Michael Hickey is the president of Pitney Bowes Business Insight. His top five priorities for 2009 center on innovative and cost-efficient ways to communicate with customers and drive more effective resource utilization.
1.Embrace Web 2.0
The world of Web 2.0 provides a unique opportunity to interact directly with customers, whether they’re ordering pizza online or looking up crime statistics for their neighborhoods. As more individuals and organizations embrace the Internet, the online world presents unique challenges and opportunities. It’s increasingly important that organizations embrace new technologies such as Web 2.0 to better understand their customers and address their needs. Organizations can use blogs and other forums to communicate with customers, quickly responding to concerns or questions without a filter. A commitment to openness and transparency online also helps boost customer loyalty, and creates a deeper understanding of your organization and its mission.
2. Target Customer Communications
In today’s competitive landscape, it’s vital to have an open channel of communication with customers. It’s extremely important to ensure that customers receive appropriate communications. For instance, sending a specific product or service offer to an individual who is not eligible is an expensive waste of resources. Miscommunication, such as ineligible offerings or incorrectly addressed statements, can also alienate customers who may feel frustrated that a certain product or service is not available in their area.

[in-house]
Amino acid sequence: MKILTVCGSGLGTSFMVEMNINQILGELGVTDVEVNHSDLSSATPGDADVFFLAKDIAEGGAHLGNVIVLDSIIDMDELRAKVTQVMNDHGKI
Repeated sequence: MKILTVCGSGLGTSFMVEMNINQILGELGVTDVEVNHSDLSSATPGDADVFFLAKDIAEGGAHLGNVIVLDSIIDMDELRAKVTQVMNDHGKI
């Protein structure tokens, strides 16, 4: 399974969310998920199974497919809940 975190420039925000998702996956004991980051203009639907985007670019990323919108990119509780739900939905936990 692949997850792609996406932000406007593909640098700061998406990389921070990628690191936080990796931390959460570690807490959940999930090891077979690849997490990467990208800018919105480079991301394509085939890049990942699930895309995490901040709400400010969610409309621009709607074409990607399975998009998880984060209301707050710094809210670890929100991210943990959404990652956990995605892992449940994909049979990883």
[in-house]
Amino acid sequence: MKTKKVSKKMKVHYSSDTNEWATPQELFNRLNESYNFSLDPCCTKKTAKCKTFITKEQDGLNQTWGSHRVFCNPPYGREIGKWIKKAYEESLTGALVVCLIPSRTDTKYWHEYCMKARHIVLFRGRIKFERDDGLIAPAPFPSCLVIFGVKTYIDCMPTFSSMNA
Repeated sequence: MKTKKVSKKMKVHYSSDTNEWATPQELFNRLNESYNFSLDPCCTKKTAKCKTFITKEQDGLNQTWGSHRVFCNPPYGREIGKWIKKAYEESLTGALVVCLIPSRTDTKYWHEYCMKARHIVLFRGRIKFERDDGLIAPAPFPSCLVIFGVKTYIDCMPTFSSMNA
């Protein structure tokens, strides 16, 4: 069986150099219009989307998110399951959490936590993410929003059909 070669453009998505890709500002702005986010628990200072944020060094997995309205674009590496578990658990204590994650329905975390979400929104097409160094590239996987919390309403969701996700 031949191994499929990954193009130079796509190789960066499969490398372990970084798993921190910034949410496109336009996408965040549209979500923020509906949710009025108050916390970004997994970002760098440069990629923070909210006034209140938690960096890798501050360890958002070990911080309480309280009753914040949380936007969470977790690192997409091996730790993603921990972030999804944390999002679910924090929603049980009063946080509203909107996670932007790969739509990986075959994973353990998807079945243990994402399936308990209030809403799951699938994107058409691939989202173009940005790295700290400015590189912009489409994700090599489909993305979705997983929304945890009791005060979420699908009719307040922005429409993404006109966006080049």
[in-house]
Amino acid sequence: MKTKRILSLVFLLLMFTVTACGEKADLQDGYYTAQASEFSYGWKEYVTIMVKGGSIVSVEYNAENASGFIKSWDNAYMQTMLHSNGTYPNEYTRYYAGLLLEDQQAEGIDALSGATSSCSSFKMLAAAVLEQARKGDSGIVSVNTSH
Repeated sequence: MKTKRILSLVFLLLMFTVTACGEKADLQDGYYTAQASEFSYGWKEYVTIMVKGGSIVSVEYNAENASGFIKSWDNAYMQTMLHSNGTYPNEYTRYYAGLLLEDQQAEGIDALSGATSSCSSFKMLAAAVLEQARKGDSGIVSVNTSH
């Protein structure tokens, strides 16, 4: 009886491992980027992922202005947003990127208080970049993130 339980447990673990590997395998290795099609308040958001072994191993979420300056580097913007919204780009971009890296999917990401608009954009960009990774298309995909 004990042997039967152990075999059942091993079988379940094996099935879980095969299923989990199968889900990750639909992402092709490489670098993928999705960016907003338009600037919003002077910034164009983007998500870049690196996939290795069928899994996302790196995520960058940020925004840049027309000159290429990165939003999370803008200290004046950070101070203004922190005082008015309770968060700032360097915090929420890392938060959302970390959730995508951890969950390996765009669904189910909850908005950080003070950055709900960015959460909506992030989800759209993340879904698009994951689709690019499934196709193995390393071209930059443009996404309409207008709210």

3. Ensure Customer Data Quality
Accurate and precise data is the cornerstone of any successful organization, and it forms the backbone of all communications. Obsolete or inaccurate data can result in inefficiencies, lost revenue and squandered opportunities. Accurate customer data enables organizations to increase customer loyalty with accurate, targeted communications; reduce marketing costs by eliminating redundant mailings; cut operational costs by streamlining business processes; and increase efficiencies in data maintenance with ongoing data cleansing.
4. Increase SAAS Adoption
Adoption of software-as-a-service applications continues to expand into more markets. According to a recent survey by Evans Data, more than half of all developers worldwide expect to work on programs delivered in the SAAS model this year. With SAAS, organizations can rapidly deploy applications while reducing staffing and management costs associated with traditional software. SAAS provides end users with a customized, packaged IT solution that is managed offsite. This helps organizations reduce on-site computing costs and avoid challenges associated with traditional software, such as limited visibility into how customers are using the product.
5. Think Globally
As we’ve seen this past year, the U.S. economy is inextricably tied to global markets. This presents a number of challenges and opportunities. Companies can no longer act as if they’re isolated or unaffected by what happens in China or the United Kingdom. It’s vital that organizations are aware of what is happening in other markets and how changes abroad can affect the United States and vice versa. A “flattened” world also presents incredible opportunities to tap into new markets and reach new customers. Within a global market-ushered forward by new technologies such as the build-out of high-speed wireless networks-the barriers to creating a worldwide footprint are rapidly deteriorating. It is paramount that we help our customers compete and win in this flatter world.